The electric field created by a conductor at a point $M$ extremely close to it is $\vec{E}=\vec{E_1}+\vec{E_2}$ where $\vec{E_1}$ is the electric field created by such a tiny bit of the conductor that we can suppose it to be a plane, and since $M$ is extremely close to the conductor such that the distance is really small compared to the size of the plane we further ahead assimilate it to an infinite plane and hence $\vec{E_1}=\frac{\sigma}{2\epsilon_0}$ and this is where I block, when we use Gauss' law on an infinite plane we also account for the electric fields on the other side of the cylinder (here our gaussian surface), but in the case of the conductor the electric field inside of it would be $\vec{0}$ and so $\vec{E_1}$ should be $\frac{\sigma}{\epsilon_0}$.
I cannot see where I've gone wrong.

  • $\begingroup$ Why would E = 0 in your calc? $\endgroup$ – ggcg Dec 22 '18 at 11:42
  • $\begingroup$ conductor in electrostatic equilibrium $\endgroup$ – user184836 Dec 22 '18 at 12:42
  • $\begingroup$ That does not answer my question. $\endgroup$ – ggcg Dec 22 '18 at 13:35
  • $\begingroup$ Well in a conductor which is in electrostatic equilibrium the electric field inside is 0 $\endgroup$ – user184836 Dec 22 '18 at 17:08
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    $\begingroup$ I'm glad it helped. $\endgroup$ – ggcg Dec 22 '18 at 20:29

You are not alone about being confused about this topic and in part is is because of the use the same symbol $\sigma$ being used to mean two different things; sheet charged density and surface charge density.

On the HyperPhysics website there is a derivation Electric Field: Sheet of Charge as shown below

enter image description here

The sheet charge density $\sigma$ is related to the total charge residing on both surfaces of a piece of conducting sheet not the charge residing on one surface of a piece of conducting sheet.

Note that $\sigma$ has not been called the surface charge density in the HyperPhyics derivation.

Let me change the definition of a symbol.
In the diagram below the sheet charge density is $\Sigma$ per unit area.

enter image description here

So the total charge on the sheet (with charges residing above and below the sheet) is $\Sigma A$.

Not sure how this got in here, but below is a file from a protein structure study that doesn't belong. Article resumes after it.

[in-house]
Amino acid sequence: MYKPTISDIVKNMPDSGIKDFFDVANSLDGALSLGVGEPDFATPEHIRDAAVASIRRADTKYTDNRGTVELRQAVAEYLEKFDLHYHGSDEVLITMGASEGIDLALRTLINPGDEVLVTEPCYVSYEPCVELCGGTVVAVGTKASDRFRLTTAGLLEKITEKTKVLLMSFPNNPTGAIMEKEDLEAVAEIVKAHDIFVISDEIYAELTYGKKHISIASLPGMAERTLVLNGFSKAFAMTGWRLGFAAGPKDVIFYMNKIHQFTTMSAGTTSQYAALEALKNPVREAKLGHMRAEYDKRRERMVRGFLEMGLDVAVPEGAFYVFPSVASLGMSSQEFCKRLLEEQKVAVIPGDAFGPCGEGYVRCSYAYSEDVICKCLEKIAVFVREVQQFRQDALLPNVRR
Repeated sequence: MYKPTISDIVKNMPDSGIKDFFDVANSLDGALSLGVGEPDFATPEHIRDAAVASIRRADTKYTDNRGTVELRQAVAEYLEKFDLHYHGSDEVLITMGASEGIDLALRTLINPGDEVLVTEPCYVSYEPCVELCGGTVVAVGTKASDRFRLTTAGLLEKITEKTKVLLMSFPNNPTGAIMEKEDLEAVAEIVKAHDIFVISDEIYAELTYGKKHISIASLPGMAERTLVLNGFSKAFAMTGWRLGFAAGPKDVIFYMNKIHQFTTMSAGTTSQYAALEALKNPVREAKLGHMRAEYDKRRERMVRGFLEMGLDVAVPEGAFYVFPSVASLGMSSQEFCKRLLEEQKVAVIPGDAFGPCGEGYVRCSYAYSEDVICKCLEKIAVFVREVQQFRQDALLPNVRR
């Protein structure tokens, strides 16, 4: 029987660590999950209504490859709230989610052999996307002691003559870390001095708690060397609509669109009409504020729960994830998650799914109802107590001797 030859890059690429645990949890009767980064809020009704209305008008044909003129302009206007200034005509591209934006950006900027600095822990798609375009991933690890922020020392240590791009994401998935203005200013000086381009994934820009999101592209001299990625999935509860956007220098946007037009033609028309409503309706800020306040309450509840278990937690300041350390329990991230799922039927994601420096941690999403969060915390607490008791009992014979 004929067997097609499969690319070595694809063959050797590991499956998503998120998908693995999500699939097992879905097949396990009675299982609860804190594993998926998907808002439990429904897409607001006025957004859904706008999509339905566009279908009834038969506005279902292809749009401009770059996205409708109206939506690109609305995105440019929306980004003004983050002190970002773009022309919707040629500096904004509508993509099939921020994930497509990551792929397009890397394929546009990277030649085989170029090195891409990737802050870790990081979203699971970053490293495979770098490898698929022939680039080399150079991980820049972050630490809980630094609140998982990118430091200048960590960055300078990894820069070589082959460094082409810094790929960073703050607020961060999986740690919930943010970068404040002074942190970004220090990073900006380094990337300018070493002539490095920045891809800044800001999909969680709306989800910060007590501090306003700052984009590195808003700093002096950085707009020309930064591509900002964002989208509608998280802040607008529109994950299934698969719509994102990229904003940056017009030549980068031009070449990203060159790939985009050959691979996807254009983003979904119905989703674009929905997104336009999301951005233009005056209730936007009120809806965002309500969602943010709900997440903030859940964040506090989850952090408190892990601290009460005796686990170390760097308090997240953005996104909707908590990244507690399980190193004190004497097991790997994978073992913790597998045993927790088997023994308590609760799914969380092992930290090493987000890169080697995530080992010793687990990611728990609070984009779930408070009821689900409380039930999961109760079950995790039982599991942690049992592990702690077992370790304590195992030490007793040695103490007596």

In this case the surface charge density is $\sigma = \dfrac{\Sigma A}{2A} = \dfrac {\Sigma}{2}$

In your example you are dealing with only one surface which has a surface charge density which is double the surface charge density that was used in the HyperPhysics derivation and so you should expect the electric field to be twice as large.

  • $\begingroup$ Although I accepted the answer I still would like to restate my problem : When you take a cylinder as the gaussian surface to find the $\vec{E}$ near the conductor well it (the cylinder) has an end inside of it (the conductor), and the $\vec{E}.\vec{dA}$ inside would be $0$ since $\vec{E}=0$ inside right? $\endgroup$ – user184836 Dec 22 '18 at 18:24
  • $\begingroup$ @archaic Yes so the total flux through the two ends of the Gaussian cylinder is $\sigma A+0$ and the total charge within the Gaussian cylinder is $\sigma A$. $\endgroup$ – Farcher Dec 22 '18 at 21:01
  • $\begingroup$ Yes well it's not supposed to be that, the whole field created by the conductor should be equal to that but the contribution from the element of surface close to our point (the one we're assimilating to be an infinite sheet) should be $\frac{\sigma}{2\epsilon_0}$ and this is why I'm confused $\endgroup$ – user184836 Dec 23 '18 at 6:39
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    $\begingroup$ @archaic Does not the “plane” that you are considering have the same thickness as the rest of the conductor? $\endgroup$ – Farcher Dec 23 '18 at 7:26
  • $\begingroup$ yes of course . $\endgroup$ – user184836 Dec 23 '18 at 11:27

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